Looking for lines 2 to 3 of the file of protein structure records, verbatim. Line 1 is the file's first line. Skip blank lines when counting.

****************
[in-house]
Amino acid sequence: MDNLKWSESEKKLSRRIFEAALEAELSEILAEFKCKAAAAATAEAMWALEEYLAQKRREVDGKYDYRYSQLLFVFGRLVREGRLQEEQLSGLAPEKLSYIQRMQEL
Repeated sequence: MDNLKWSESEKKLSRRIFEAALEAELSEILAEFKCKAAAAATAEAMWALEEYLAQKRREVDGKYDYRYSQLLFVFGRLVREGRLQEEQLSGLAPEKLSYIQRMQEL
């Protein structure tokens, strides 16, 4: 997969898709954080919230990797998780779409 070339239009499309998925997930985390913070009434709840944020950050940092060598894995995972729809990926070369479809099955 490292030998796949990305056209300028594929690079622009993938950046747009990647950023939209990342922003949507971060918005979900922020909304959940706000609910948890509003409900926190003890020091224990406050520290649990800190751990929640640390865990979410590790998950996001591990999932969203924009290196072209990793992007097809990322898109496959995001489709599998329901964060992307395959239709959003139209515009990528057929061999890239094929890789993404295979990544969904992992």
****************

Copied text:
Amino acid sequence: MDNLKWSESEKKLSRRIFEAALEAELSEILAEFKCKAAAAATAEAMWALEEYLAQKRREVDGKYDYRYSQLLFVFGRLVREGRLQEEQLSGLAPEKLSYIQRMQEL
Repeated sequence: MDNLKWSESEKKLSRRIFEAALEAELSEILAEFKCKAAAAATAEAMWALEEYLAQKRREVDGKYDYRYSQLLFVFGRLVREGRLQEEQLSGLAPEKLSYIQRMQEL